A series of secondary analyses were undertaken from The Victorian Gambling Study- A longitudinal study of gambling and health 2008-2012 (The Victorian Gambling Study). This paper is the second of a series of technical reports. The focus of this paper is to explore the relationship between the PGSI score and the social determinants and comorbidities in gamblers. The purpose was to investigate a range of possible determinants (for example socio-demographics, physical and mental health, smoking and alcohol use, trauma, life events and social capital) to indicate which showed the strongest association with increased gambling problems as defined by an increase in PGSI score. The analysis is underpinned by a public health approach which views problem gambling as part of a gambling continuum and explores the broader personal, social, economic and environmental as well as biological determinants of gambling problems.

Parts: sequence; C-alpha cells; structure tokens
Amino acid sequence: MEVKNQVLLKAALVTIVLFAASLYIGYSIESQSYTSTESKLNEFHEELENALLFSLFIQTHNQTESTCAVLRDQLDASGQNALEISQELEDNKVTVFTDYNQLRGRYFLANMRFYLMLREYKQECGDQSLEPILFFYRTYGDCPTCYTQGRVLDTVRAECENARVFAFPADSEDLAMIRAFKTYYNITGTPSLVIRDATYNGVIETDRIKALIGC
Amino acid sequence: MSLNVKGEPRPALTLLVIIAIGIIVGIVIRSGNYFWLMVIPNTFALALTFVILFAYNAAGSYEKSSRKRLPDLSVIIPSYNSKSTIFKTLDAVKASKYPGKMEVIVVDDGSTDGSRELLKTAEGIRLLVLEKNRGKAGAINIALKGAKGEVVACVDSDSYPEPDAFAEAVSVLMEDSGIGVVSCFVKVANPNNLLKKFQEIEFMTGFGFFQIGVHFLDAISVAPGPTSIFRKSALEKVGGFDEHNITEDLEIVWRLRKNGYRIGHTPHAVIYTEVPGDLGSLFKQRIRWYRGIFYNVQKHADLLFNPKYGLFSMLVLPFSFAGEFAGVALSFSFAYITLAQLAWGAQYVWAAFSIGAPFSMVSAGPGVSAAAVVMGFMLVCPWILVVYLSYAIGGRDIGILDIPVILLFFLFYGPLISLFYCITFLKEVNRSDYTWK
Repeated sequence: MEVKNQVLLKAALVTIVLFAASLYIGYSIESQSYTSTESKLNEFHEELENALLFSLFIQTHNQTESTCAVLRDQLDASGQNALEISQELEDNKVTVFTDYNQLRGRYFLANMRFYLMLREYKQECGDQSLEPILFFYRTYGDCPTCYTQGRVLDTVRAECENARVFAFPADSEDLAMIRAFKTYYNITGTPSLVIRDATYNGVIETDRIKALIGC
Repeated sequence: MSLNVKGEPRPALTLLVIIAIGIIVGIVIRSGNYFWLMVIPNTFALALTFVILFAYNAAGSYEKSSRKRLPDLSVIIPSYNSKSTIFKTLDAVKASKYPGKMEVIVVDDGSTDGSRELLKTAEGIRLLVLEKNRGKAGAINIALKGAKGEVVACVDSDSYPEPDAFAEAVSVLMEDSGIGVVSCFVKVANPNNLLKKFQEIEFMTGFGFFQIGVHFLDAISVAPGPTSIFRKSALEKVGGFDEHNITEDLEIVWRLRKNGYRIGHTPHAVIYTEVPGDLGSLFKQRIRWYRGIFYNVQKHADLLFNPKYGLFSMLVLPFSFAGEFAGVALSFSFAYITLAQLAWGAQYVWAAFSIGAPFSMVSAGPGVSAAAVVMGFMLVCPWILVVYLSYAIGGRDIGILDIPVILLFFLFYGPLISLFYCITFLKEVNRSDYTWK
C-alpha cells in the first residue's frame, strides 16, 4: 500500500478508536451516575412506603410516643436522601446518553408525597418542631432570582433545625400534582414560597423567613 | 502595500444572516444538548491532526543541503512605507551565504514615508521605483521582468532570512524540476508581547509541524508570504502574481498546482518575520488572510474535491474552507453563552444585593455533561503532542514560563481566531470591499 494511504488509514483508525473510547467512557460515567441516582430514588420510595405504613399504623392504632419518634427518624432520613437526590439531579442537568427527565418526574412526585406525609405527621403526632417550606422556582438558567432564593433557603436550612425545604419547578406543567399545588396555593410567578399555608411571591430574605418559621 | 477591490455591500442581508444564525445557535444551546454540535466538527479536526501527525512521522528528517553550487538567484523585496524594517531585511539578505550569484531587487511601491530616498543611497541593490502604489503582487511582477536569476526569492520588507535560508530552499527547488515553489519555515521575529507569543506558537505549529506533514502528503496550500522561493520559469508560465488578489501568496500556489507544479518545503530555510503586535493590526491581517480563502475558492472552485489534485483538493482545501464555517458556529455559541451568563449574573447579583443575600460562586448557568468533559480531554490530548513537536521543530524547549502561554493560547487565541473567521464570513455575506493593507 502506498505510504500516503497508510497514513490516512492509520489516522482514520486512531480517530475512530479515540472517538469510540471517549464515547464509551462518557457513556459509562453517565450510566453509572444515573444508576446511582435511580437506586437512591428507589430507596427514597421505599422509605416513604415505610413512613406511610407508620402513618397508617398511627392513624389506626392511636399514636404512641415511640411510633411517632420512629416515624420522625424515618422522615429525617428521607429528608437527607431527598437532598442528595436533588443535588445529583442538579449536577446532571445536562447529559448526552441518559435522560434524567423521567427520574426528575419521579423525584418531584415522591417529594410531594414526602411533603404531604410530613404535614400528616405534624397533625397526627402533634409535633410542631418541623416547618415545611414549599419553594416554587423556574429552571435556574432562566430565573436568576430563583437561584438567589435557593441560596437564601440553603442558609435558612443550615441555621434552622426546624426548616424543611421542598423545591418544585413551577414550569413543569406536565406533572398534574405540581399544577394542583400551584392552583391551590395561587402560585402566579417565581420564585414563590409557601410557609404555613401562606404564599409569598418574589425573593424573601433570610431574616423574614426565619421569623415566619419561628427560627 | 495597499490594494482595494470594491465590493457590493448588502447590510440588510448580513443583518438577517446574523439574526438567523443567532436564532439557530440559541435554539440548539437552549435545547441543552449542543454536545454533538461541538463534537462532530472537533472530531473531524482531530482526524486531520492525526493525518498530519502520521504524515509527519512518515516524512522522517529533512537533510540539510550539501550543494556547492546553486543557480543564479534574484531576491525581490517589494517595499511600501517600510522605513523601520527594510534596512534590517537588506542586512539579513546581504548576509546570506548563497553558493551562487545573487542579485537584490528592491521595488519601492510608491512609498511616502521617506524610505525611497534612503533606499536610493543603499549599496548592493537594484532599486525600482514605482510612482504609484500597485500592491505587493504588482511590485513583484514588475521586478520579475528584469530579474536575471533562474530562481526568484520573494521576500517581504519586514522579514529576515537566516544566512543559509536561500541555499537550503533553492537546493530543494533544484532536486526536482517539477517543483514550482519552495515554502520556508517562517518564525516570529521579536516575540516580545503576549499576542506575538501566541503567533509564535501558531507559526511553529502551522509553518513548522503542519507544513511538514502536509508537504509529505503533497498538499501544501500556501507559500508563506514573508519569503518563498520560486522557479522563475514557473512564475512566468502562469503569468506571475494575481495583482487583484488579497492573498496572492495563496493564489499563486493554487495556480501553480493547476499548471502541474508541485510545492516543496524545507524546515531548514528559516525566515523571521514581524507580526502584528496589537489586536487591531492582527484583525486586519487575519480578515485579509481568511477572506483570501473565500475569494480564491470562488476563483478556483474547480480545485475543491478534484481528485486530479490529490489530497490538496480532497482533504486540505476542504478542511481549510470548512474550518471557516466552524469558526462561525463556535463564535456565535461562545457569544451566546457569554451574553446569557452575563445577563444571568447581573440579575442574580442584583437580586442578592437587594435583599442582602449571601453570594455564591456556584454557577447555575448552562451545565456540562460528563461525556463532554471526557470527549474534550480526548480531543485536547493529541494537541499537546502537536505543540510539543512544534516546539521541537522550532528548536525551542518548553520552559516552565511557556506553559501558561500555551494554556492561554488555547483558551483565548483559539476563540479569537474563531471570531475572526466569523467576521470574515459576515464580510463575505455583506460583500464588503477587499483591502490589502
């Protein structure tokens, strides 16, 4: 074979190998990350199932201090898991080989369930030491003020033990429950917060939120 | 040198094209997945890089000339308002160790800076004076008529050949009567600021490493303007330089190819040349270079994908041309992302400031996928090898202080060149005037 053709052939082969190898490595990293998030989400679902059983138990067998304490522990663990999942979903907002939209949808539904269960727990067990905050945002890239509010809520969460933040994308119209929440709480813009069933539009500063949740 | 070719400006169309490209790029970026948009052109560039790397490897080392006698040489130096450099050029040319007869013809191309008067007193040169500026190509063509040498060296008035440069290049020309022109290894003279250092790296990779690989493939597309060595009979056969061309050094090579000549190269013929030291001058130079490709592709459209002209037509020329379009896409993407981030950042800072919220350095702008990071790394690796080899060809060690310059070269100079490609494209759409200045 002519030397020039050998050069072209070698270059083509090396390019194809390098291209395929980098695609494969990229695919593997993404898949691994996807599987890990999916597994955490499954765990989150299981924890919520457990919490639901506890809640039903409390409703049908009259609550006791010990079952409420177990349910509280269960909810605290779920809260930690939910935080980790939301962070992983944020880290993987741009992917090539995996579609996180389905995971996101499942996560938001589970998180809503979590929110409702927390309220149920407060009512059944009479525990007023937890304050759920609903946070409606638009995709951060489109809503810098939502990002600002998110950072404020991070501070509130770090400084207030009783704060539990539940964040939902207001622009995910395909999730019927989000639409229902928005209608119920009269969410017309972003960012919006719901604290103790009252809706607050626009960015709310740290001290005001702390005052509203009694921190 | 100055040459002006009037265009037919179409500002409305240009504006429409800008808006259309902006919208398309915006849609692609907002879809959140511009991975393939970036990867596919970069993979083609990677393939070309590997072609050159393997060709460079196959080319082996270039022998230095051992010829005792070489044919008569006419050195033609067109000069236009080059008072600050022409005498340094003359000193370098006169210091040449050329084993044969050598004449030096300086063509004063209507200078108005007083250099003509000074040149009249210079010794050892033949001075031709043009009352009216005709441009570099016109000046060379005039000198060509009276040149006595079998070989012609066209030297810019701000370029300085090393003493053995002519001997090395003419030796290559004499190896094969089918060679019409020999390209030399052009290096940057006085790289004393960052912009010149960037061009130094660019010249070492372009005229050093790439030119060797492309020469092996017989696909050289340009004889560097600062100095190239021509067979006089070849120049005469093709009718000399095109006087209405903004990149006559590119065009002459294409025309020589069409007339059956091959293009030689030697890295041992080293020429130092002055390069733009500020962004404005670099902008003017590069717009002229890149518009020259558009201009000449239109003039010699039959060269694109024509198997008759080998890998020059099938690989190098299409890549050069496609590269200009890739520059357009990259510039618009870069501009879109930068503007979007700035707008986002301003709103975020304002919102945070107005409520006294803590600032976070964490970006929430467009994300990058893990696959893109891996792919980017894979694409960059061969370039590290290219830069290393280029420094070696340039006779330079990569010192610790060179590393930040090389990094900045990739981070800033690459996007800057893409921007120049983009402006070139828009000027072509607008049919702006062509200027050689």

The public health approach is also reflected in the choice of analytical technique which treats the Problem Gambling Severity Index (PGSI) score as count data on a continuum. A higher PGSI score is achieved when gamblers experience more problems or a problem more frequently. This is in contrast to the case finding approach that classifies people as distinct groups of non, non-problem, low, moderate or problem gamblers.
The determinants of gambling problems investigated in this secondary analysis have been identified in literature reviews, and in The Victorian Gambling Study, as associated with gambling or problem gambling. These include co morbidities (such as substance use, physical and mental health), trauma, life events, socio-demographics and indicators of social capital. There were 60 variables investigated.
2016, The Victorian gambling study: technical report - part two,